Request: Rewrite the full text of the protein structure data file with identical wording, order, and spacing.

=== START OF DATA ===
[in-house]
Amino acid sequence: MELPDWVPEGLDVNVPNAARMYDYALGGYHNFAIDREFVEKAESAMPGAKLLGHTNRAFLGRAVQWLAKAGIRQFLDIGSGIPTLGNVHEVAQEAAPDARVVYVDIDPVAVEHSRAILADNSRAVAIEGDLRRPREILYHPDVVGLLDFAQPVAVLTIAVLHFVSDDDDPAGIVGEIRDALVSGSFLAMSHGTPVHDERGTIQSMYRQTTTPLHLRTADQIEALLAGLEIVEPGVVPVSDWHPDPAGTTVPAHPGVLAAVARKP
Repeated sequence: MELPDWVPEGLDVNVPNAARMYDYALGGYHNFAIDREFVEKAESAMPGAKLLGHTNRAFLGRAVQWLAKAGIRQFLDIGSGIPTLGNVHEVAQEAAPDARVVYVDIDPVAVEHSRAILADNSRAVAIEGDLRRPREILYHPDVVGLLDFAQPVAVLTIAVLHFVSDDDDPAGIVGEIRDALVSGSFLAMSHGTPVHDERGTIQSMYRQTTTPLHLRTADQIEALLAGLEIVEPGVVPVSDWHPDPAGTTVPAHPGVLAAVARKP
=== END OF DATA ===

[in-house]
Amino acid sequence: MELPDWVPEGLDVNVPNAARMYDYALGGYHNFAIDREFVEKAESAMPGAKLLGHTNRAFLGRAVQWLAKAGIRQFLDIGSGIPTLGNVHEVAQEAAPDARVVYVDIDPVAVEHSRAILADNSRAVAIEGDLRRPREILYHPDVVGLLDFAQPVAVLTIAVLHFVSDDDDPAGIVGEIRDALVSGSFLAMSHGTPVHDERGTIQSMYRQTTTPLHLRTADQIEALLAGLEIVEPGVVPVSDWHPDPAGTTVPAHPGVLAAVARKP
Repeated sequence: MELPDWVPEGLDVNVPNAARMYDYALGGYHNFAIDREFVEKAESAMPGAKLLGHTNRAFLGRAVQWLAKAGIRQFLDIGSGIPTLGNVHEVAQEAAPDARVVYVDIDPVAVEHSRAILADNSRAVAIEGDLRRPREILYHPDVVGLLDFAQPVAVLTIAVLHFVSDDDDPAGIVGEIRDALVSGSFLAMSHGTPVHDERGTIQSMYRQTTTPLHLRTADQIEALLAGLEIVEPGVVPVSDWHPDPAGTTVPAHPGVLAAVARKP